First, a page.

As of May 2023, 4,588 pre-teens and teens are participating in this challenge across the United States. If everyone completes the challenge, that will bring the total number of lawns mowed for free by Smith’s Raising Men & Women Lawn Care Service to 229,400.

Kids and teens can take part in the challenge by sending them a photo holding up a sign that says, “I accept the 50 Yard Challenge,” and in return, they’ll receive a white Raising Men/Women shirt along with shades and ear protection to get started. For every 10 lawns cut, they will get a new color shirt.

• 10 lawns earn an orange shirt

• 20 lawns earn a green shirt

• 30 lawns earn a blue shirt

• 40 lawns earn a red shirt

• 50 lawns earn a black shirt

After completing the challenge, the child or teen will receive a mower, a blower, and a trimmer, just like Ja’Torrian Taylor and Tevin Rice from Alabama.

Smith’s story is an incredible example of how one good deed from a kind-hearted person can lead to an outpouring of kindness across the country. It also teaches young people the values of giving back and self-discipline as well as the entrepreneurial spirit.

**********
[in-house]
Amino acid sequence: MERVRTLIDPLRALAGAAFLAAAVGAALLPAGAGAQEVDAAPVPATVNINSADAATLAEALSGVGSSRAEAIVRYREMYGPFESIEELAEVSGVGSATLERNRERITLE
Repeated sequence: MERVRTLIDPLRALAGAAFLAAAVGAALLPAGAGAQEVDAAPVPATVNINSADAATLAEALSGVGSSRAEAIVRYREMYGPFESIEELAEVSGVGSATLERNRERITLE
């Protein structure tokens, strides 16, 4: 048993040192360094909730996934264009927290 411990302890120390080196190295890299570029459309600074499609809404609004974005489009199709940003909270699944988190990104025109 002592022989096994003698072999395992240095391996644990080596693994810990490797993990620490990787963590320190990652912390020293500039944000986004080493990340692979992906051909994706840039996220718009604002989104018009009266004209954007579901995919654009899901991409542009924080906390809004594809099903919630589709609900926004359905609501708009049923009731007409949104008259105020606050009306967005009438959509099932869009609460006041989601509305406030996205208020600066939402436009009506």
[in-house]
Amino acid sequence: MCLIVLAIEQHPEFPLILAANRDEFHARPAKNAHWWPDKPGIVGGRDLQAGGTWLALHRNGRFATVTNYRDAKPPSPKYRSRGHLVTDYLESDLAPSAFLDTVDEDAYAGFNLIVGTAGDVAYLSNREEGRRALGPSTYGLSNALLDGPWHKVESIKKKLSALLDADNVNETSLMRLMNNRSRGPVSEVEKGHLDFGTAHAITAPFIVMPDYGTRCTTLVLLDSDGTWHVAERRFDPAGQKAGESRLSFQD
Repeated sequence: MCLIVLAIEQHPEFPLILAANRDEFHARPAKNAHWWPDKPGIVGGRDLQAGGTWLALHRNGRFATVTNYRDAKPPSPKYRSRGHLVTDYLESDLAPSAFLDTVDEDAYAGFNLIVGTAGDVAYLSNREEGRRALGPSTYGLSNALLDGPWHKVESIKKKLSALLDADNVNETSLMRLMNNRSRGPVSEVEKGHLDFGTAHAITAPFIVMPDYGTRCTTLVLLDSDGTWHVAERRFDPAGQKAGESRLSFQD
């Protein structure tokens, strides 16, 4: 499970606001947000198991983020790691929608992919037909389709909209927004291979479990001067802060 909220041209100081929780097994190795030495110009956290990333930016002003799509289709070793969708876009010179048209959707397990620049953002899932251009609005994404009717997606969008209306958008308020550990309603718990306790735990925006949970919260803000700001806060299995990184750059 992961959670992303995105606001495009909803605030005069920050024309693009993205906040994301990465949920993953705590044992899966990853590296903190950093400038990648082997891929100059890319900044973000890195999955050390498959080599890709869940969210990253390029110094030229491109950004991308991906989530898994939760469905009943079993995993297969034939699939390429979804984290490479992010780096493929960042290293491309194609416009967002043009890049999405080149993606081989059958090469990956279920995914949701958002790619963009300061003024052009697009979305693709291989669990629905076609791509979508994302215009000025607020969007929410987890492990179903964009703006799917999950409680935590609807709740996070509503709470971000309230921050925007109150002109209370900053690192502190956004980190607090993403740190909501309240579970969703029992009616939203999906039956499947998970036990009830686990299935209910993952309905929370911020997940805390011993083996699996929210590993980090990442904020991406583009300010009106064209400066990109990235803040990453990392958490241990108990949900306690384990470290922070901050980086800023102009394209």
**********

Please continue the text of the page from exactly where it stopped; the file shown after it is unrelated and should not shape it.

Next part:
Learn more about Smith’s nonprofit and donate at Weareraisingmen.com.


This article originally appeared on 6.23.23

Woman refuses to communicate information to mother-in-law

Women are often saddled with the mental load of the household in romantic relationships, there are multiple articles covering the topic. It can be daunting to be in charge of remembering all of the things, essentially becoming a house manager by default. Many times this isn't an arrangement that is discussed, it seems to be either an expectation due to parental modeling or falling into gender roles.

Morgan Strickell was not planning to fall into the trap of being her family's sole organizer and distributer of information. This was a boundary she and her husband were clear about before getting married but recently had to reinforce. The soon-to-be mom, took to her TikTok page to explain that she is not interested in being her husband's "kin keeper."

Strickell is pregnant with her first child and after news was posed on social media, her mother in law's feeling were hurt after finding out the news second hand. It was this situation that prompted the woman's video.